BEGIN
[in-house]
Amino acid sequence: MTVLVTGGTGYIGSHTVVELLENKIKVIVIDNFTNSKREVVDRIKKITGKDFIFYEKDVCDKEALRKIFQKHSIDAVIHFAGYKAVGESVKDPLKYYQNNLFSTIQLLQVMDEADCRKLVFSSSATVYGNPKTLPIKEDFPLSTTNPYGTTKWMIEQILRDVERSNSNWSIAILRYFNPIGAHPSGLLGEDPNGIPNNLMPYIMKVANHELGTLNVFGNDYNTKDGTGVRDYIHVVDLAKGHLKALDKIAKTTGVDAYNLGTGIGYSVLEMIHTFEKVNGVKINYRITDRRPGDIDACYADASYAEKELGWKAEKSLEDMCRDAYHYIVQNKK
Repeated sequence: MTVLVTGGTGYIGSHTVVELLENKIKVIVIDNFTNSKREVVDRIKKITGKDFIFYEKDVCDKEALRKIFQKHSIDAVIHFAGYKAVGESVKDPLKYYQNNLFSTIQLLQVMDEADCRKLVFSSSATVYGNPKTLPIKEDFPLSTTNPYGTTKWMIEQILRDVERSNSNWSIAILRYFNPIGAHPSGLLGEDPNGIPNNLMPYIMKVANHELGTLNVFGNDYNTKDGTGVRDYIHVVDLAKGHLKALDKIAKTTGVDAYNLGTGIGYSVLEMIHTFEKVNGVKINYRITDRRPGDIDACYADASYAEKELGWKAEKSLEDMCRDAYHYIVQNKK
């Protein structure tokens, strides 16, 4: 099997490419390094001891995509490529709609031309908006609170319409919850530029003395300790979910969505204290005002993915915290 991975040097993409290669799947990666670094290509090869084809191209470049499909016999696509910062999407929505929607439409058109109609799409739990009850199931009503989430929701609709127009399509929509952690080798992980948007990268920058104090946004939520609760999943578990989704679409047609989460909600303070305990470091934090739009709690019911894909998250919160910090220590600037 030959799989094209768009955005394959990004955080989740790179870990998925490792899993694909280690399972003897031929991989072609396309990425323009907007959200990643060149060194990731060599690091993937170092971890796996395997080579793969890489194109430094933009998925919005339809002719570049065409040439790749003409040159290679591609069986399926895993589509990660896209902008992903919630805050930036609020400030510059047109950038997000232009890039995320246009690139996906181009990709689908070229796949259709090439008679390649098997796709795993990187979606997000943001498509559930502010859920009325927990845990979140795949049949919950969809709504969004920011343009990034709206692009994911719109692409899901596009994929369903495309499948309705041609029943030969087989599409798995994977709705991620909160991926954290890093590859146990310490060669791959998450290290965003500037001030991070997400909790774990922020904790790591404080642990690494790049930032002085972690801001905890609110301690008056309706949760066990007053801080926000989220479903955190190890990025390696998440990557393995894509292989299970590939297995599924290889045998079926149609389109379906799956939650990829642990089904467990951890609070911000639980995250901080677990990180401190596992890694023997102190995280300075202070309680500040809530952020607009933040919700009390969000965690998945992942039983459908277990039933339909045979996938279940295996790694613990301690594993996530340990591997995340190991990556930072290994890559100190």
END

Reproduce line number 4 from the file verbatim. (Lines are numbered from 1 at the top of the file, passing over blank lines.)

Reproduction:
């Protein structure tokens, strides 16, 4: 099997490419390094001891995509490529709609031309908006609170319409919850530029003395300790979910969505204290005002993915915290 991975040097993409290669799947990666670094290509090869084809191209470049499909016999696509910062999407929505929607439409058109109609799409739990009850199931009503989430929701609709127009399509929509952690080798992980948007990268920058104090946004939520609760999943578990989704679409047609989460909600303070305990470091934090739009709690019911894909998250919160910090220590600037 030959799989094209768009955005394959990004955080989740790179870990998925490792899993694909280690399972003897031929991989072609396309990425323009907007959200990643060149060194990731060599690091993937170092971890796996395997080579793969890489194109430094933009998925919005339809002719570049065409040439790749003409040159290679591609069986399926895993589509990660896209902008992903919630805050930036609020400030510059047109950038997000232009890039995320246009690139996906181009990709689908070229796949259709090439008679390649098997796709795993990187979606997000943001498509559930502010859920009325927990845990979140795949049949919950969809709504969004920011343009990034709206692009994911719109692409899901596009994929369903495309499948309705041609029943030969087989599409798995994977709705991620909160991926954290890093590859146990310490060669791959998450290290965003500037001030991070997400909790774990922020904790790591404080642990690494790049930032002085972690801001905890609110301690008056309706949760066990007053801080926000989220479903955190190890990025390696998440990557393995894509292989299970590939297995599924290889045998079926149609389109379906799956939650990829642990089904467990951890609070911000639980995250901080677990990180401190596992890694023997102190995280300075202070309680500040809530952020607009933040919700009390969000965690998945992942039983459908277990039933339909045979996938279940295996790694613990301690594993996530340990591997995340190991990556930072290994890559100190």